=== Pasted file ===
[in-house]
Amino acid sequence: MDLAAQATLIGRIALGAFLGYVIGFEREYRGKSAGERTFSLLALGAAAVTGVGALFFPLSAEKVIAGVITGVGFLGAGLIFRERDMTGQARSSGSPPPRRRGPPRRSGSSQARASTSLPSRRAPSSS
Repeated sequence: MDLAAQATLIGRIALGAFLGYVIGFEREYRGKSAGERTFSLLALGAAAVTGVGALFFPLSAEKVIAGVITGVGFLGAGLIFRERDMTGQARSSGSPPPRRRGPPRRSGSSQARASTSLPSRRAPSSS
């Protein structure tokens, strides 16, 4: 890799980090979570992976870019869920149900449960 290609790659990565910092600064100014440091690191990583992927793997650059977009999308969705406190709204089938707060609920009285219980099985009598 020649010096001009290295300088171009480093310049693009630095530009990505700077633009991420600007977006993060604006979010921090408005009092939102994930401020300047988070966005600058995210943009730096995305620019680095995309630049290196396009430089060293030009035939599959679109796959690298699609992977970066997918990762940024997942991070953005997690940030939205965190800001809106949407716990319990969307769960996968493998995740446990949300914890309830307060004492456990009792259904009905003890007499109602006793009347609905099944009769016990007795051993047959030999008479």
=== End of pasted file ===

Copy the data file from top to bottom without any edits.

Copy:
[in-house]
Amino acid sequence: MDLAAQATLIGRIALGAFLGYVIGFEREYRGKSAGERTFSLLALGAAAVTGVGALFFPLSAEKVIAGVITGVGFLGAGLIFRERDMTGQARSSGSPPPRRRGPPRRSGSSQARASTSLPSRRAPSSS
Repeated sequence: MDLAAQATLIGRIALGAFLGYVIGFEREYRGKSAGERTFSLLALGAAAVTGVGALFFPLSAEKVIAGVITGVGFLGAGLIFRERDMTGQARSSGSPPPRRRGPPRRSGSSQARASTSLPSRRAPSSS
């Protein structure tokens, strides 16, 4: 890799980090979570992976870019869920149900449960 290609790659990565910092600064100014440091690191990583992927793997650059977009999308969705406190709204089938707060609920009285219980099985009598 020649010096001009290295300088171009480093310049693009630095530009990505700077633009991420600007977006993060604006979010921090408005009092939102994930401020300047988070966005600058995210943009730096995305620019680095995309630049290196396009430089060293030009035939599959679109796959690298699609992977970066997918990762940024997942991070953005997690940030939205965190800001809106949407716990319990969307769960996968493998995740446990949300914890309830307060004492456990009792259904009905003890007499109602006793009347609905099944009769016990007795051993047959030999008479």